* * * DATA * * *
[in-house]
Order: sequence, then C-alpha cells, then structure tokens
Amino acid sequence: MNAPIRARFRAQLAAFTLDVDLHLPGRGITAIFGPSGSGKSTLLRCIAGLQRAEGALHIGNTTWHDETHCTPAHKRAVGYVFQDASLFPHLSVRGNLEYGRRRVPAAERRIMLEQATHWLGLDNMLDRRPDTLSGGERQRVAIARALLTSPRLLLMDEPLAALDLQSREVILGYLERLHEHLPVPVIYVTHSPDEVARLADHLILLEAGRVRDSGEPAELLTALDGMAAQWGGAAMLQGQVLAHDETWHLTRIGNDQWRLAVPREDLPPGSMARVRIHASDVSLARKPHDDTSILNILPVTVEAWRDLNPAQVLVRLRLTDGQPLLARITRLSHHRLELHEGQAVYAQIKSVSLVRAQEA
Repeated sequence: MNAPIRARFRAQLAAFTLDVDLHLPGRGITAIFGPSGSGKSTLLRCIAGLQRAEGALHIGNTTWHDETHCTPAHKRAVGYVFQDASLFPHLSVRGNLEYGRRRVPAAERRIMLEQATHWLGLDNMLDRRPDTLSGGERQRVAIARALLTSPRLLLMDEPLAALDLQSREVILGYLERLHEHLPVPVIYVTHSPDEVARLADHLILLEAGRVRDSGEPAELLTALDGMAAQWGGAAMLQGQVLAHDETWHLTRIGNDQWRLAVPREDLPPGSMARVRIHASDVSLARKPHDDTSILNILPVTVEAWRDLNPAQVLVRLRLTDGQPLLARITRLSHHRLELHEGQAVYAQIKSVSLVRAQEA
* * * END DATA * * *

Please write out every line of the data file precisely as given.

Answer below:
[in-house]
Order: sequence, then C-alpha cells, then structure tokens
Amino acid sequence: MNAPIRARFRAQLAAFTLDVDLHLPGRGITAIFGPSGSGKSTLLRCIAGLQRAEGALHIGNTTWHDETHCTPAHKRAVGYVFQDASLFPHLSVRGNLEYGRRRVPAAERRIMLEQATHWLGLDNMLDRRPDTLSGGERQRVAIARALLTSPRLLLMDEPLAALDLQSREVILGYLERLHEHLPVPVIYVTHSPDEVARLADHLILLEAGRVRDSGEPAELLTALDGMAAQWGGAAMLQGQVLAHDETWHLTRIGNDQWRLAVPREDLPPGSMARVRIHASDVSLARKPHDDTSILNILPVTVEAWRDLNPAQVLVRLRLTDGQPLLARITRLSHHRLELHEGQAVYAQIKSVSLVRAQEA
Repeated sequence: MNAPIRARFRAQLAAFTLDVDLHLPGRGITAIFGPSGSGKSTLLRCIAGLQRAEGALHIGNTTWHDETHCTPAHKRAVGYVFQDASLFPHLSVRGNLEYGRRRVPAAERRIMLEQATHWLGLDNMLDRRPDTLSGGERQRVAIARALLTSPRLLLMDEPLAALDLQSREVILGYLERLHEHLPVPVIYVTHSPDEVARLADHLILLEAGRVRDSGEPAELLTALDGMAAQWGGAAMLQGQVLAHDETWHLTRIGNDQWRLAVPREDLPPGSMARVRIHASDVSLARKPHDDTSILNILPVTVEAWRDLNPAQVLVRLRLTDGQPLLARITRLSHHRLELHEGQAVYAQIKSVSLVRAQEA